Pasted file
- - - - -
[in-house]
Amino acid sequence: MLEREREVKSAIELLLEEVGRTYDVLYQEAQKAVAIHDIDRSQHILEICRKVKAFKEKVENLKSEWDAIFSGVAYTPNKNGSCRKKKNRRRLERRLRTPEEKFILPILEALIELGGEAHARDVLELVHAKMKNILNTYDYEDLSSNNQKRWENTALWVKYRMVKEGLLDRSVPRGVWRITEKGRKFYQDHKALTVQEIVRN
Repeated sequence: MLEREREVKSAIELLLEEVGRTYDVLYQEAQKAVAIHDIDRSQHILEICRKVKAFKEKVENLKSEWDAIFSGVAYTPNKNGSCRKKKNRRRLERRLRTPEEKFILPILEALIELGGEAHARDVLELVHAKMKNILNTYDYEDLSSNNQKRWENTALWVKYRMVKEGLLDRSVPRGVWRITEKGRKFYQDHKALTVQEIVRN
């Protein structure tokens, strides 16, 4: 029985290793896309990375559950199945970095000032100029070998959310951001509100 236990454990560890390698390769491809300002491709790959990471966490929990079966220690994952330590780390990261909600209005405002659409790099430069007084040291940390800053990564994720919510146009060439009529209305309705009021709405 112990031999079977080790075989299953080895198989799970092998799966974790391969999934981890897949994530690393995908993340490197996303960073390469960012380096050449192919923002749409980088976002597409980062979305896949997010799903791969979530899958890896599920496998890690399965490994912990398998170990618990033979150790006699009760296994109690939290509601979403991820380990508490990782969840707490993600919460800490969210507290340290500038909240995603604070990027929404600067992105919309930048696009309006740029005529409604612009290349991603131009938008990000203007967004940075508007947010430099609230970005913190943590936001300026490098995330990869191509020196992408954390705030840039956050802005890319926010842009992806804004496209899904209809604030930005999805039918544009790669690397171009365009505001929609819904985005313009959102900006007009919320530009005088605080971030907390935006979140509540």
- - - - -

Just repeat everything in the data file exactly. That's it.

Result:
[in-house]
Amino acid sequence: MLEREREVKSAIELLLEEVGRTYDVLYQEAQKAVAIHDIDRSQHILEICRKVKAFKEKVENLKSEWDAIFSGVAYTPNKNGSCRKKKNRRRLERRLRTPEEKFILPILEALIELGGEAHARDVLELVHAKMKNILNTYDYEDLSSNNQKRWENTALWVKYRMVKEGLLDRSVPRGVWRITEKGRKFYQDHKALTVQEIVRN
Repeated sequence: MLEREREVKSAIELLLEEVGRTYDVLYQEAQKAVAIHDIDRSQHILEICRKVKAFKEKVENLKSEWDAIFSGVAYTPNKNGSCRKKKNRRRLERRLRTPEEKFILPILEALIELGGEAHARDVLELVHAKMKNILNTYDYEDLSSNNQKRWENTALWVKYRMVKEGLLDRSVPRGVWRITEKGRKFYQDHKALTVQEIVRN
């Protein structure tokens, strides 16, 4: 029985290793896309990375559950199945970095000032100029070998959310951001509100 236990454990560890390698390769491809300002491709790959990471966490929990079966220690994952330590780390990261909600209005405002659409790099430069007084040291940390800053990564994720919510146009060439009529209305309705009021709405 112990031999079977080790075989299953080895198989799970092998799966974790391969999934981890897949994530690393995908993340490197996303960073390469960012380096050449192919923002749409980088976002597409980062979305896949997010799903791969979530899958890896599920496998890690399965490994912990398998170990618990033979150790006699009760296994109690939290509601979403991820380990508490990782969840707490993600919460800490969210507290340290500038909240995603604070990027929404600067992105919309930048696009309006740029005529409604612009290349991603131009938008990000203007967004940075508007947010430099609230970005913190943590936001300026490098995330990869191509020196992408954390705030840039956050802005890319926010842009992806804004496209899904209809604030930005999805039918544009790669690397171009365009505001929609819904985005313009959102900006007009919320530009005088605080971030907390935006979140509540």